It’s glitzy, it’s glamorous and is one of the most prestigious events in the music industry.
But for Kanya King MBE, international businesswoman and founder of the Mobo awards, the event, being held in Leeds later this month, has become so much more than the party of the year.
Over the 20 years previous it has attracted some of the biggest names in the business such as of Jay-Z, Tina Turner, Rihanna, Diana Ross, Usher and P. Diddy.
It has been a platform for today’s household names but the area beyond even that is what interests King the most.
She told City Buzz: “In 2015 Stormzy was not a household name, he was still working but that performance changed the course of his career and gave him the confidence to leave his job. Sam Smith is huge now but the year before he wasn’t. That platform catapulted him and that is what is unique and special about the Mobos – what is to come.”
The Mobo awards has become a brand and incorporates the annual Mobo Unsung talent competition, an all year round artist development programme and the Mobo season which celebrates excellence across British culture through a series of agenda setting events.
Last year the Mobo season introduced ‘Mobo vation Talks’ aimed at motivating and celebrating communities.
King says: “This is what I want to do, inspire younger generations in their communities, families, bedrooms - think big and be inspired.”
And there is no better advocate of this message than King herself who is now one of London’s most influential people and a honorary doctorate several times over, among many other accolades.
She was one of nine children, born to a Ghanian father and Irish mother, living in a council flat in north London and recalls: “I came from a very humble beginning. My dad was ill for a lot of my life and died at 13. My mum was effectively a single parent trying to raise nine children.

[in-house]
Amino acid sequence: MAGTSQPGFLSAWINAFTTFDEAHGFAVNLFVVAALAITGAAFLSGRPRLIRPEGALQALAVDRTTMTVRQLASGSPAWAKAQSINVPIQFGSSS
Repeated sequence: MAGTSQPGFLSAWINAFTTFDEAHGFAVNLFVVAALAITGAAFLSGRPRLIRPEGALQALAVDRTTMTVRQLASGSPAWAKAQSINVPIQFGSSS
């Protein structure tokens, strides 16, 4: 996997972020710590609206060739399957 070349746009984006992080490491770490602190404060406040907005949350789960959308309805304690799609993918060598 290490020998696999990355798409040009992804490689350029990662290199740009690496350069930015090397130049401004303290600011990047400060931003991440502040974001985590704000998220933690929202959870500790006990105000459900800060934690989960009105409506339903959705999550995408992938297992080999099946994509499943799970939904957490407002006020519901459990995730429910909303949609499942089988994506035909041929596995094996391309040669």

“My mother was always cooking and cleaning and that was not going to be me. I realised that they made a lot of sacrifices for me and I had to use that wisely.
“Two things changed the course of my life. One was being a young parent and the other was seeing a careers teacher at school who said if I worked hard I might get a job in Sainsbury’s.
“While that is honourable, it was not for me and it gave me the fire in my belly to realise what I choose to be is what I decide and is in my own hands.”
When working as a TV researcher she saw the gap for mainstream awards celebrating black music and despite having no financial backing persuaded Carlton TV to broadcast it.
The rest, they say, is history and in 2009 King decided to take the Mobos out of the London and heartland and move around the country.
It stormed Leeds, literally back in 2015 when Stormzy wowed the world so why come back so soon?
King added: “We had such a phenomenal time last time. There are fantastic acoustics and a brilliant view and even if I have not got shows on, I come up from London to watch other acts.
“There is a massive welcome and a fantastic vibe in Leeds, there are lots and lots of different types of music and we have a fantastic time.”